Pioli claims Milan are 'forming an identity'

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Milan head coach Stefano Pioli claimed his players have started to embrace his football philosophy but was coy on their hopes of securing a Champions League place.

The Rossoneri moved up to eighth place in Serie A after a 1-0 win over Torino on Monday thanks to Croatia forward Ante Rebic's first-half strike.

It ensured Milan went unbeaten in nine home games in a row in all competitions for the first time since January 2017.

Pioli, 54, has regularly faced scrutiny over his position during a testing season, having replaced Marco Giampaolo in October last year.

"I am happy with both the result and the performance, we are forming an identity and a way of being on the pitch," Pioli said in his post-match news conference.

"And we still have 14 games to go up the table. We are always under scrutiny, but it is normal and also beautiful in certain respects. 

"You can't think about the future now, there is still so much to do, the future will be decided at the end of the season.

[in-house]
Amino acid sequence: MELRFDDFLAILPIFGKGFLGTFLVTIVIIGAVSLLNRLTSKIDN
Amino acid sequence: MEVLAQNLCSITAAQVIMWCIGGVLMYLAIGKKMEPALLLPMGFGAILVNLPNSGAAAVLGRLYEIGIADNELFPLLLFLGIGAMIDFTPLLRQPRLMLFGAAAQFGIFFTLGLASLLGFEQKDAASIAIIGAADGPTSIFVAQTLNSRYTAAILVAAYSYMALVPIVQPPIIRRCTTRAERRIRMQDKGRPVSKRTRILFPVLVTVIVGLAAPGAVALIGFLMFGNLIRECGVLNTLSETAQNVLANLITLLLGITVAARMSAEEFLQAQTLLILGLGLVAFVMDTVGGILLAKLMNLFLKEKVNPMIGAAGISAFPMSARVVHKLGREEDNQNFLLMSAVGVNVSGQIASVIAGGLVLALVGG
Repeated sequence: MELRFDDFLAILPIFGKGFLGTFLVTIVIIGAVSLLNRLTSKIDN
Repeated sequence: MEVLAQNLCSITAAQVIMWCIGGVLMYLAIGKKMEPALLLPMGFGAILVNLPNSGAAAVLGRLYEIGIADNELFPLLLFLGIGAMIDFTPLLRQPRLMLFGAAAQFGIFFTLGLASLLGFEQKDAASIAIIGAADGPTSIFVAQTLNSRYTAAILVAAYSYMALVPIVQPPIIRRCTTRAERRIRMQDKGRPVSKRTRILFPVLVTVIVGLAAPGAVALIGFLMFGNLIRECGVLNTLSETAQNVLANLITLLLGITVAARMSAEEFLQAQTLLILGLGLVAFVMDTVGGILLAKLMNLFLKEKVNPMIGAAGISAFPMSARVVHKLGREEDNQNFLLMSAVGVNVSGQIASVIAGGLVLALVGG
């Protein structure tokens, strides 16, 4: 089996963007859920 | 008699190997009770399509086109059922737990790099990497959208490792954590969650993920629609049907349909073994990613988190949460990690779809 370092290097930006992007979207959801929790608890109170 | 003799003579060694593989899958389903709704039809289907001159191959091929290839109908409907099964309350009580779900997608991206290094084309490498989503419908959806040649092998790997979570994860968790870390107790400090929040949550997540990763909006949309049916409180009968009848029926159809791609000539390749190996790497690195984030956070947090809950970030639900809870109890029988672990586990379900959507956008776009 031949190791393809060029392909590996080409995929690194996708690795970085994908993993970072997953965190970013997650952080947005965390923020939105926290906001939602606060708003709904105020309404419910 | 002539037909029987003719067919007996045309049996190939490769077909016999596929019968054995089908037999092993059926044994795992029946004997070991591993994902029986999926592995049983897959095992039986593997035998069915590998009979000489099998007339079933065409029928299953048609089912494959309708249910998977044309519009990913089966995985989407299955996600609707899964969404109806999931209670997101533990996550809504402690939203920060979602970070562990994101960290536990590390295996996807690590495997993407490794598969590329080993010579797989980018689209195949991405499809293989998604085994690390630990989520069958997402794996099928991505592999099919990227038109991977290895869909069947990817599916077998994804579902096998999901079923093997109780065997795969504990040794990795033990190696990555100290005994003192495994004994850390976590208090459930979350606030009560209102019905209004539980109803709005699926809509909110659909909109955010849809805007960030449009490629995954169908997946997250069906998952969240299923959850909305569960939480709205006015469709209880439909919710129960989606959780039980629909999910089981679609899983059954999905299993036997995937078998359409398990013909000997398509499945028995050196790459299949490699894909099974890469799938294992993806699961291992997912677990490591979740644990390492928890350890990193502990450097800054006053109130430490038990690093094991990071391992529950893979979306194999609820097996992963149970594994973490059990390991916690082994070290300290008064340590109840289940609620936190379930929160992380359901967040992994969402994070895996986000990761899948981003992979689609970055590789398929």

"I had asked for an important effort. We also suffered because of us because we could immediately end the game in the second half.

"I am satisfied with the team's recent performances, but it can be improved in the final phase of matches."

Pioli, however, played down his side's chances of making a sustained end-of-season surge to finish in Serie A's top four.

Milan are still 10 points behind Atalanta, who occupy the fourth Champions League spot after 24 matches of the season, with Pioli keen to keep expectation levels grounded.

"Can we dream of the Champions League? There is only room to prepare well for the next game in five days," Pioli added.

"It is a difficult match against a strong Fiorentina, then we will think about the league table from Saturday evening.

"Winning, gritting one's teeth and fighting is positive. We could certainly have finished the game earlier.

"Zlatan Ibrahimovic came out angry because he wanted to end the game, instead we missed some chances in transition and we had to suffer to the end."